Medical Services Plan premiums are a tax — let’s accept that fact and roll them into the income-tax system. The Canadian Centre for Policy Alternatives released a report this week presenting 16 possible tax reforms, one of which would see MSP premiums eliminated and income taxes raised to compensate.
While we don’t champion the cause of raising taxes irresponsibly, this suggestion makes sense. MSP premiums cover only 12 per cent of B.C.’s health-care budget, so we’re already paying most of it through income taxes.
The B.C. government is intent on preserving the province’s reputation for low taxes, but refusing to raise income taxes while raising MSP premiums is a shell game. Money collected to fund a public service — and a mandatory one at that — is a tax, no matter what you call it.
Simply collecting the money as income tax would save money — about 4.6 million people are enrolled in MSP, half in group accounts. The government sends monthly bills to 2.3 million residents. About 800,000 low-income British Columbians are exempt from paying premiums.
Many of those involved in group plans have their premiums paid by their employers, but that’s regarded as a taxable benefit, meaning taxes are levied on taxes.
Collecting more income tax instead of premiums would spare the cost of a huge bureaucracy. Just mailing out invoices costs millions. Add to that the cost of pursuing those who fall behind in their premium payments — current arrears in MSP premiums amount to $360 million.
The CCPA takes it further. Its MSP-elimination scenario would see a 20 per cent increase to each of B.C.’s five tax brackets, and adding two new brackets with rates of 20 and 22 per cent for annual incomes of $150,000 and $200,000 respectively. The research institute says that would bring in close to the same amount that premiums yield, but more of the burden would be shifted to those earning higher incomes.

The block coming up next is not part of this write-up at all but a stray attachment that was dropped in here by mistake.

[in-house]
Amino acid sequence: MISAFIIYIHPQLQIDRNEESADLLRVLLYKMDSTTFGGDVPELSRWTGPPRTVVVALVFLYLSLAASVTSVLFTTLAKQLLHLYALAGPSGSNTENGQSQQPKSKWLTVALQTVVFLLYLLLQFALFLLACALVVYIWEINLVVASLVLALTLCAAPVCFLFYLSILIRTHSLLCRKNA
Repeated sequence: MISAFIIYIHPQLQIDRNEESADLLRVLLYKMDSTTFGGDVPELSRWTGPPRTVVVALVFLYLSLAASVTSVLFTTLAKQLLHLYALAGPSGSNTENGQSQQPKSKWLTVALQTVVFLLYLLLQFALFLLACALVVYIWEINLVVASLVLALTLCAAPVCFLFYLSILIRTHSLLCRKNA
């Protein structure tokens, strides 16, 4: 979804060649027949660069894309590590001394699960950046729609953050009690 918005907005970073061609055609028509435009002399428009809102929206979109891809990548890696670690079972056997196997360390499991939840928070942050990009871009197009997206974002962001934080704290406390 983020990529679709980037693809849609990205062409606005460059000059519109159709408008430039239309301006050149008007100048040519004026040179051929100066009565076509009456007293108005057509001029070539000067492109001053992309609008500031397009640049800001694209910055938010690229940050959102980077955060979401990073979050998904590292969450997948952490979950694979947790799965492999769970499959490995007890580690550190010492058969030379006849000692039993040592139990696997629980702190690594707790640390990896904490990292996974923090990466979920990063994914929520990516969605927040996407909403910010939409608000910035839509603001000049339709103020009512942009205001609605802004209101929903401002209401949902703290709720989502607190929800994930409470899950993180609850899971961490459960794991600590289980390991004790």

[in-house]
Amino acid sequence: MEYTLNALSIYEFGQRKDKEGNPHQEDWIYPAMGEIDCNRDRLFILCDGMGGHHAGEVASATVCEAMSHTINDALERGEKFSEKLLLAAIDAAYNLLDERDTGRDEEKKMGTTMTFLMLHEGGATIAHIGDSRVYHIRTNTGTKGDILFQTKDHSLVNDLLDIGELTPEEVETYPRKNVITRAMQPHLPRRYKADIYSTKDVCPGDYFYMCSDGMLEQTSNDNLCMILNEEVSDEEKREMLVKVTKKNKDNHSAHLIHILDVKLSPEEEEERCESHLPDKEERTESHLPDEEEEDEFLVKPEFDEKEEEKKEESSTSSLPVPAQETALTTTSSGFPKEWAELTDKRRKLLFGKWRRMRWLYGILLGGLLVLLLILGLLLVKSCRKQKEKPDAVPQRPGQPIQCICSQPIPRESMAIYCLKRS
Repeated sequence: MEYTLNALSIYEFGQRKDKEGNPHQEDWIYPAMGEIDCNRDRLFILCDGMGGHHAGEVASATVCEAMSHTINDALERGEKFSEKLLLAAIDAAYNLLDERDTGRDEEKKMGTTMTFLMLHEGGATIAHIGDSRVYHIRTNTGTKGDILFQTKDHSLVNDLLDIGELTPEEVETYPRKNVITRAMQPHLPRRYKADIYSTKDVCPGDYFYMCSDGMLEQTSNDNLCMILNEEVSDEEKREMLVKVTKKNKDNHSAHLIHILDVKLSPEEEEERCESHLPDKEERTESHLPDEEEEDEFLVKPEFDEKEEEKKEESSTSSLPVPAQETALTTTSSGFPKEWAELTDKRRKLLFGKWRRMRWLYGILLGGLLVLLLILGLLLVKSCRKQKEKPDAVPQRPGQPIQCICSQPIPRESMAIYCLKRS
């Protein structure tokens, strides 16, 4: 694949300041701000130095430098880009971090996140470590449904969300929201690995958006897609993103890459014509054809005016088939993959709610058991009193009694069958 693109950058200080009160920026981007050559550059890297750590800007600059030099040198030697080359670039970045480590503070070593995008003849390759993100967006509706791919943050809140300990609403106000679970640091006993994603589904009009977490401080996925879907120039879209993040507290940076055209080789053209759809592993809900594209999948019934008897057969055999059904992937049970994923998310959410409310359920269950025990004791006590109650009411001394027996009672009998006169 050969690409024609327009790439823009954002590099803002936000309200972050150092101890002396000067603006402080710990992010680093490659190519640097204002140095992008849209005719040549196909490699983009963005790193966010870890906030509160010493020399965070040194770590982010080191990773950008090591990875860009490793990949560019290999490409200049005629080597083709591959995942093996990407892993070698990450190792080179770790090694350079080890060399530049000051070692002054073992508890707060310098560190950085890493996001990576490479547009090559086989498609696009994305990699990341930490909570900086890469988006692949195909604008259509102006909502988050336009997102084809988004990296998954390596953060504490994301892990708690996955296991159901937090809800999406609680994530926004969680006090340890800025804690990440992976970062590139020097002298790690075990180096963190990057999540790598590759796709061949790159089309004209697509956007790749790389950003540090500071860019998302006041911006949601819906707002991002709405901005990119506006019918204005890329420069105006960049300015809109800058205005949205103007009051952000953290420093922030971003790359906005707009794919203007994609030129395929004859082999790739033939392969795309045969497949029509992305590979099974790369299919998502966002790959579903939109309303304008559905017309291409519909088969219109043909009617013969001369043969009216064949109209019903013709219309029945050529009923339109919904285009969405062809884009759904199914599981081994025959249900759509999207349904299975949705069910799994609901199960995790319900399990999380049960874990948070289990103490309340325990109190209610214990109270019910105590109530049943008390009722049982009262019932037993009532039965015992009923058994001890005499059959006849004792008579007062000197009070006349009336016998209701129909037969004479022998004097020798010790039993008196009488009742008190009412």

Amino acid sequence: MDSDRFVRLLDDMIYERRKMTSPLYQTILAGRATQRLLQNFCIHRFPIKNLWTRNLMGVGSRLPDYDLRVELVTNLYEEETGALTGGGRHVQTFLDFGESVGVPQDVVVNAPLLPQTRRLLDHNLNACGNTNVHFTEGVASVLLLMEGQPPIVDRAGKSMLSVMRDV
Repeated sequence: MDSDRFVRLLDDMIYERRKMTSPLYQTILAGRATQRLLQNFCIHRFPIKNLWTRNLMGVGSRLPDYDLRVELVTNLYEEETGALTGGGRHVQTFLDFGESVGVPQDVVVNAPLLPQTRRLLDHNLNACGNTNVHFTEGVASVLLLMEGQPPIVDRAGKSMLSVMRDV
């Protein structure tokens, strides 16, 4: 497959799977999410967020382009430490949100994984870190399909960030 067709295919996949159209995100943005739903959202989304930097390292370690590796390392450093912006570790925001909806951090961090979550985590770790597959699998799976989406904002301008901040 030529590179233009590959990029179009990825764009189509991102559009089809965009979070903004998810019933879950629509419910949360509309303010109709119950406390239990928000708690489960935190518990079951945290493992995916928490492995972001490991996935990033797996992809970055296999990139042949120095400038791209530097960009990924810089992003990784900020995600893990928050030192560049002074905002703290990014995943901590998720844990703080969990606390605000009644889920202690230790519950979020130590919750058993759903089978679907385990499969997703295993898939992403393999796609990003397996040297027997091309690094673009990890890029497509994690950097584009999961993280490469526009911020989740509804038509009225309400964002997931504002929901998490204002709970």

With the increase recommended by the institute, a person earning $50,000 would pay $574 more each year in income tax, but would be spared the MSP premium of $798, if single, or $1,526, if supporting a family.
Under the current system, the premiums are the same for all income levels beyond the threshold of $30,000. Paying the single premium of $798 a year is of little consequence to someone making $100,000 a year, but to someone making $30,000 or $40,000, it’s a hardship. The monthly family premium of $128 is a major sum to a family counting the pennies in its grocery budget.
At the higher end, it makes a substantial difference. With the suggested increases, a person making $500,000 a year would pay $27,548 more in income tax, but B.C.’s low-tax reputation would not be significantly tarnished — that person would still pay substantially less in provincial income taxes than he or she did in 2000.
One of the principles of the income-tax system is that those who have more pay a bigger share of the costs. The same should apply to health care.
The boast that B.C. tax rates are among the lowest in Canada rings a little hollow, given that it is the only province that charges health-care premiums. Eliminating the premiums and raising income taxes to compensate is a more honest and transparent approach.
© Copyright 2013